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A semi-fictionalized documentary about a day in the life of Australian musician Nick Cave's persona.
Came in with no real relationship to Nick Cave or his music and loved this trip... It doesn't exactly enter F FOR FAKE territory, but it's just contrived and calibrated enough, with Cave openly musing about his fascination with narratives and instinctive need to embellish his own experiences, that it wouldn't shock me to learn that the "documentary's" only bit of truth – so far as these things go – is what I came in already knowing: Cave is a fringe rock star who spends a lot of time writing and recording songs. Maybe he doesn't live in Brighton, isn't married to a (stunning) woman named Suzie, doesn't have twin boys, doesn't see a therapist, and there's no team of…
"I am transforming, I am vibrating - I'm glowing - I'm flying! Look at me now!"
I used to suffer from Seasonal Affective Disorder. It's much better now - I'm miserable all the year round these days - and one of the ways I used to get it under control was to take photos and videos of grey, rainy skies. If I could take the weather that was troubling me and turn it into a matter of exposure lengths and f-stops, I could control it.
One of the many, many, many revelations of Jane Pollard and Iain Forsyth's new film about Nick Cave is that he used to do the same thing. Although Cave never struck me as the sort…
Nick Cave plays Nick Cave in a 'documentary' that at times seems to encompass larger cinematic proportions than you would typically associate with the genre. The film is presented as his 20,000 day alive since birth, 24 hours in the life of an artist, a husband, a Dad, a dreamer, a realist and a middle-age man living in Brighton. To call this a documentary is not really true in the strictest sense, regularly drifting into the fictional realm so often inhabited by its subjects songs.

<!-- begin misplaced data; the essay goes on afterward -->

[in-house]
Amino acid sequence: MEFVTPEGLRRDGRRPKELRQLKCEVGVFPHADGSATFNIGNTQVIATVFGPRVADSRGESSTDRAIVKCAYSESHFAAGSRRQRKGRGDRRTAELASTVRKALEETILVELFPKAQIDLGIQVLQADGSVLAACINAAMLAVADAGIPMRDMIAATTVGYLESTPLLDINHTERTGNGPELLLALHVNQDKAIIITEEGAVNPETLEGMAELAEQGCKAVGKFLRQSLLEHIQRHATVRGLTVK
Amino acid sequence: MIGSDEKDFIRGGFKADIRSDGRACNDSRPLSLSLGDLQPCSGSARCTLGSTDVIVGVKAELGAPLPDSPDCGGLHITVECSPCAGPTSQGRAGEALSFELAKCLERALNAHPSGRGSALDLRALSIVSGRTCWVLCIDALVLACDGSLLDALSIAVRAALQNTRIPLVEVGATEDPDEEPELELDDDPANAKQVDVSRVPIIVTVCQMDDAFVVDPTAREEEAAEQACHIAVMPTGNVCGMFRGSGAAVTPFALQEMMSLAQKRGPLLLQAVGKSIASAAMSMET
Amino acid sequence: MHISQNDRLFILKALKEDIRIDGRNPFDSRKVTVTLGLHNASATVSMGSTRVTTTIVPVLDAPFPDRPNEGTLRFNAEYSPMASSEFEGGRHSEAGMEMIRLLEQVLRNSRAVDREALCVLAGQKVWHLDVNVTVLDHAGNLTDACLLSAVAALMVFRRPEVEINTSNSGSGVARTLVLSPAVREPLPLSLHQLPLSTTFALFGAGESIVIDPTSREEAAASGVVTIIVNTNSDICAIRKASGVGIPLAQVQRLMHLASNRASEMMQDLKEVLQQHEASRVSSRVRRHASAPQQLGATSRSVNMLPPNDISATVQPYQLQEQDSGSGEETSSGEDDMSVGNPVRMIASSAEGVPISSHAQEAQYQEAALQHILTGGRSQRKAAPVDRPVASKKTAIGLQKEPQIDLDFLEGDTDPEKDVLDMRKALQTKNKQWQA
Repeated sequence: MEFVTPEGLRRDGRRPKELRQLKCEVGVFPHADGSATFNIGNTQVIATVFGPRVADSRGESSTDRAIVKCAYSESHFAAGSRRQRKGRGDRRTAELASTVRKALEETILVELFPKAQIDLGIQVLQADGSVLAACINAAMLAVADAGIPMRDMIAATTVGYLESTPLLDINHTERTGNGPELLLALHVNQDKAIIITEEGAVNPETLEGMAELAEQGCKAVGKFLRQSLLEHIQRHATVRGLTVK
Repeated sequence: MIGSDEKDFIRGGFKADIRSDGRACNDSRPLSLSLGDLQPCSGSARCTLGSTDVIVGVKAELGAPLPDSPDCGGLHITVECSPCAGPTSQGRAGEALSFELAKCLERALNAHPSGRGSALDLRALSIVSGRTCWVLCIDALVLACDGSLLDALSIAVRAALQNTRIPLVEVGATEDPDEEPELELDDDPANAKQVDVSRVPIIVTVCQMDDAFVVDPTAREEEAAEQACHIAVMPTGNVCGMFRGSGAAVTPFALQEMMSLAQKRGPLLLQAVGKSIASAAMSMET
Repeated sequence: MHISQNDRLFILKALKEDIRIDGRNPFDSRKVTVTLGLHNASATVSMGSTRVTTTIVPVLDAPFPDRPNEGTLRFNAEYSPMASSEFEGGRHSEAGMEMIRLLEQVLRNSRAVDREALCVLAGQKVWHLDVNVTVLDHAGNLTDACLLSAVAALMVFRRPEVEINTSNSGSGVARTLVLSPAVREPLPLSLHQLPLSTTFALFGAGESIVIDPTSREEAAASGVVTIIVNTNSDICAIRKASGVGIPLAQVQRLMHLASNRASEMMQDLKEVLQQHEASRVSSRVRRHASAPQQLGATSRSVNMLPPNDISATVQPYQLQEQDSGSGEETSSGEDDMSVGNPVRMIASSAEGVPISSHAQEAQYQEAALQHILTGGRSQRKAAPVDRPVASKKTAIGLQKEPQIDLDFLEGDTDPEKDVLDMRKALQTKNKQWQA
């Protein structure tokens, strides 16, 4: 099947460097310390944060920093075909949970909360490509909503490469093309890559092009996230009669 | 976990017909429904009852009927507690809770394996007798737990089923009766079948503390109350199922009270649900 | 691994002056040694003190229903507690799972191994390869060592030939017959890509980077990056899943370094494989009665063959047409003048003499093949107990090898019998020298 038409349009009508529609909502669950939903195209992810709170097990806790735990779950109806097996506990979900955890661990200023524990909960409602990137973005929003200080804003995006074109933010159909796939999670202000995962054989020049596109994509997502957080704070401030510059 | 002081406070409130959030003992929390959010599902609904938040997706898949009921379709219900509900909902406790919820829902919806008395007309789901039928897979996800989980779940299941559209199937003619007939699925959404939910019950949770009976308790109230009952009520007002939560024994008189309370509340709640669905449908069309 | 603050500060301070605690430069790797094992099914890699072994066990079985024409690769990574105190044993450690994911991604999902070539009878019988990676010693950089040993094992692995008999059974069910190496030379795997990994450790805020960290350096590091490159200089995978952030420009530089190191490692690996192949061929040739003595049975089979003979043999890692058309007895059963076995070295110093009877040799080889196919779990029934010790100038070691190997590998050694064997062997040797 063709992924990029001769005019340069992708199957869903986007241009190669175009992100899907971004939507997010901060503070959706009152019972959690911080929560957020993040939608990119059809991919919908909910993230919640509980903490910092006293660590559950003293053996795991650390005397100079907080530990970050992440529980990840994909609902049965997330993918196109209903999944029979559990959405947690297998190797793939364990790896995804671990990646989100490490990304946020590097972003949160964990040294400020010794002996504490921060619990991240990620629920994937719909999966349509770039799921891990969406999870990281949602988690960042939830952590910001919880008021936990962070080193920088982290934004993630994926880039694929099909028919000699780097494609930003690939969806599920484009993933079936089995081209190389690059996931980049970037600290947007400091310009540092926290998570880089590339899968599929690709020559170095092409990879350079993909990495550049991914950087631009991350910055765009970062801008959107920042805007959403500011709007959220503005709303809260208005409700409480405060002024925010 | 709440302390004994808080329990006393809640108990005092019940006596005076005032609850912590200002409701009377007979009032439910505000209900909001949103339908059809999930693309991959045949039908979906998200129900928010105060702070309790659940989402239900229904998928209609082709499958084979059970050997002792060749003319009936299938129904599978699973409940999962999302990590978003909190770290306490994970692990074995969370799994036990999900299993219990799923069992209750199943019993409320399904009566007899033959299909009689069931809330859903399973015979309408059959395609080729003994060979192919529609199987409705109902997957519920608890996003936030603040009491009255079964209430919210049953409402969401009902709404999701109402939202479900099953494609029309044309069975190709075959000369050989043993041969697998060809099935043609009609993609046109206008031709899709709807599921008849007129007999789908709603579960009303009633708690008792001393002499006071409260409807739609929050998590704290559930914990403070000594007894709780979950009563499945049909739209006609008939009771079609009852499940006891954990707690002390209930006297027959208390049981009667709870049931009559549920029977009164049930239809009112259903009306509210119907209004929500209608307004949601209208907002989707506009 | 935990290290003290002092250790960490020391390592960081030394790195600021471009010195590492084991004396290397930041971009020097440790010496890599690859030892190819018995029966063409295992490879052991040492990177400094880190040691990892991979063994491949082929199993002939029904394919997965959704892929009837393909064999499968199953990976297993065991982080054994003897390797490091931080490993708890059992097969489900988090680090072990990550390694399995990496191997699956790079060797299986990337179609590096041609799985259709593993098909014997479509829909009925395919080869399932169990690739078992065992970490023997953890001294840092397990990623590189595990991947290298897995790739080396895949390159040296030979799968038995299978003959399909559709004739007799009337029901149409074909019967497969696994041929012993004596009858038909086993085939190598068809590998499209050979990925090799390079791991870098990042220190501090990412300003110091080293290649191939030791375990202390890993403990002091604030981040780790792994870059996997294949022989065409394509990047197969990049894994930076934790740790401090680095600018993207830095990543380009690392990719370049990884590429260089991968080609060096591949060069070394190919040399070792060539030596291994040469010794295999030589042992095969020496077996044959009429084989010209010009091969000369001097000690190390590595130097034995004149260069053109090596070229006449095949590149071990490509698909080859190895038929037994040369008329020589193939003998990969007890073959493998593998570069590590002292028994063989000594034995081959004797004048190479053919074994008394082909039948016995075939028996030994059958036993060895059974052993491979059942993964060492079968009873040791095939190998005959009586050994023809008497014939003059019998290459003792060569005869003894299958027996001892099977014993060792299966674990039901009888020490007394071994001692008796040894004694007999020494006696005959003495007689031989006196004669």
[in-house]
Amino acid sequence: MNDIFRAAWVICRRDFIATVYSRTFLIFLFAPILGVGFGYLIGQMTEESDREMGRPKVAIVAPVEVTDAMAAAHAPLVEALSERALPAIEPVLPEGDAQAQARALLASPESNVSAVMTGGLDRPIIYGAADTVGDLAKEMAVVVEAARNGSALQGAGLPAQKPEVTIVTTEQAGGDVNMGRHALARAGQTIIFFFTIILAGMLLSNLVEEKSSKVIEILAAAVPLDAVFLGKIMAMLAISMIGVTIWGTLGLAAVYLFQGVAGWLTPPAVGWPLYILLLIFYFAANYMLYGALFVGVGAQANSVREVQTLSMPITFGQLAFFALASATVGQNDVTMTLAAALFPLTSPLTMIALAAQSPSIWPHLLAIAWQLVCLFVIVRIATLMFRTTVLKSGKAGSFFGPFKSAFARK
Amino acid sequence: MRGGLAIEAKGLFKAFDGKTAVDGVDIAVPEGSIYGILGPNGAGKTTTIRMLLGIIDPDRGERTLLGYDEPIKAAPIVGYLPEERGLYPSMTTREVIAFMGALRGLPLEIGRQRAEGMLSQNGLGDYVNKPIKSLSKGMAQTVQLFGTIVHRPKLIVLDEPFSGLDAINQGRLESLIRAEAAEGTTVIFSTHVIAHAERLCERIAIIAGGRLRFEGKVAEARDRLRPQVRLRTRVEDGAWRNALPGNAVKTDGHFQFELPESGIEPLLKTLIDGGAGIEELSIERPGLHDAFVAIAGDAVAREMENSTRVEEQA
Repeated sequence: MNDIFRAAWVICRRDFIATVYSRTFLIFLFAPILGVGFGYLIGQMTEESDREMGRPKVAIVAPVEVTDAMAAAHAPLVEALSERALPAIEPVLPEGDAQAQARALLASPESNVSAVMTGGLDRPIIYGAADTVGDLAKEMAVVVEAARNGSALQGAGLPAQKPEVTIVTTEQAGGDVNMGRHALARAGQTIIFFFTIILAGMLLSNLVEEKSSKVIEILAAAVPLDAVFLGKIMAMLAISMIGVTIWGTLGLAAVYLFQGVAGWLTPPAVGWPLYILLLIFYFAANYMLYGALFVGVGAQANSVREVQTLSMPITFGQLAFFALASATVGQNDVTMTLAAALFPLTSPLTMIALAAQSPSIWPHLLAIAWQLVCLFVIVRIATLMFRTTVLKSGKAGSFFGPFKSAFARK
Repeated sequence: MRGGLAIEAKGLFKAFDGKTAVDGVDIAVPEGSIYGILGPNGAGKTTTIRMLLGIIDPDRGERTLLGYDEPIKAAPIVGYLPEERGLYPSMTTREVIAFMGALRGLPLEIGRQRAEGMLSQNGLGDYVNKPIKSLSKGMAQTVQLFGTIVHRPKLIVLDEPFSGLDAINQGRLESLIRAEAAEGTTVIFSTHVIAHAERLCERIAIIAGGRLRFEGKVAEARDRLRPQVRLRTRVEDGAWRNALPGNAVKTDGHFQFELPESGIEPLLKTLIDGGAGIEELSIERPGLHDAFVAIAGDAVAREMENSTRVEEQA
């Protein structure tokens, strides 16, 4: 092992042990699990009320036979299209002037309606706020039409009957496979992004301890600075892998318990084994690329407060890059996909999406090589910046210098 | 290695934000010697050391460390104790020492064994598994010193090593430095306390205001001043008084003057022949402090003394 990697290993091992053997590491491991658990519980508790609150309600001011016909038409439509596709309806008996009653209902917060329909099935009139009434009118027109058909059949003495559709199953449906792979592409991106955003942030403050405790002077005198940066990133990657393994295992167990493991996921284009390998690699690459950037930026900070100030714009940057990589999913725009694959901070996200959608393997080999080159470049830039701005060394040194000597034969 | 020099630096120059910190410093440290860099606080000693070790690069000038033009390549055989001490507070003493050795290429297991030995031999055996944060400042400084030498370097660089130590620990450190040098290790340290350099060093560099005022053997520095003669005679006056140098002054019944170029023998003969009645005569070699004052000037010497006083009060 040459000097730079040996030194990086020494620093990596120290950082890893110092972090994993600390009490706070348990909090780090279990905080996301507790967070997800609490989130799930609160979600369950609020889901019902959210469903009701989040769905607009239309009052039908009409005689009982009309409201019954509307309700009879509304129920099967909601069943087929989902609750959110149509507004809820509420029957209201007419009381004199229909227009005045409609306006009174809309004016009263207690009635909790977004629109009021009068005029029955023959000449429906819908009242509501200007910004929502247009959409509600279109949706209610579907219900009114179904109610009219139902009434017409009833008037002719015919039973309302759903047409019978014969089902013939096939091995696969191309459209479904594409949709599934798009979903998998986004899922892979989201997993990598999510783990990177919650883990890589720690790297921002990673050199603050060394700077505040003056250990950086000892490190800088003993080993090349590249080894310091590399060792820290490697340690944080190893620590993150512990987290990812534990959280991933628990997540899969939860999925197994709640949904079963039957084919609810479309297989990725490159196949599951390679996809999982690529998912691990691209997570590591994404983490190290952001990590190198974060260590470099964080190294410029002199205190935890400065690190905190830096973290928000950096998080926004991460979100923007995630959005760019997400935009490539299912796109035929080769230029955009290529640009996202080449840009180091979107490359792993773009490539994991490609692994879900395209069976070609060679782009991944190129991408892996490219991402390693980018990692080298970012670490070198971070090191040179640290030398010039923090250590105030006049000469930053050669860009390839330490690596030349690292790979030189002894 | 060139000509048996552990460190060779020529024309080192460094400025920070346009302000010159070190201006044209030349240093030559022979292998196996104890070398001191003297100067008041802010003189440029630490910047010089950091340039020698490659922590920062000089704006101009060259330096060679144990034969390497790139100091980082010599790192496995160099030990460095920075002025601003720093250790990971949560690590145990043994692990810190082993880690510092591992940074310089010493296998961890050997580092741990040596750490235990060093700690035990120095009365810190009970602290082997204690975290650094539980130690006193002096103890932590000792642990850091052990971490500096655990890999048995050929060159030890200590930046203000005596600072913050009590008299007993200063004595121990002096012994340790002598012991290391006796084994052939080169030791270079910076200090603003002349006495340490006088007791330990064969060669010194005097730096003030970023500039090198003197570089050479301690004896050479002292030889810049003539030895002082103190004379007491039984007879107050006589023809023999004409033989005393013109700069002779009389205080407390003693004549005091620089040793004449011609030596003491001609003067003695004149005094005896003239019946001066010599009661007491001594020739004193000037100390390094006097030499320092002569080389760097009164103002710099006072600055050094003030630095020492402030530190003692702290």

Certainly if you are turned on by the idea of delving into an artists creative process, being taken into the confusing, restless mind that attempts to make sense of their life and world around them…
Memories don’t matter so much to me for I often tend to recall the bad ones: those in which I did something embarrassing or which are dominated by disappointment. Not that I am unhappy about the things I do, it’s just that the good ones fade much faster. Watching a guy recall his memories therefore doesn’t appeal to me as a concept for a ‘documentary’, especially since I’m not a Nick Cave fan per se, although this film fortunately centred on his latest album - Push the Sky Away - that I’ve acquainted more than the rest of his back catalogue. There way too much semi-philosophical mumbling that may work for his spoken-words style of song writing, but which, as…
When I talk about editing as a creative art form, I'm thinking of things like showing Nick Cave kicking the air, then cutting in mid-movement to his younger self completing the same move. Poetry, commentary and emotion in one cut.
This is still brilliant.
Now I will tell you how to slay the dragon.
20,000 Days on Earth is simply the feeling you get when something higher than yourself is levelling with you. Nick Cave, a being drifting around in the philosophical stratosphere at the dumbest of times, is an artist that I never expected to decipher, nor even appreciate. The trailer of this quasi-documentary suggests further impenetrable ramblings about 'Important Stuff', yet I can't imagine a more inviting and welcoming creation of random musings than this.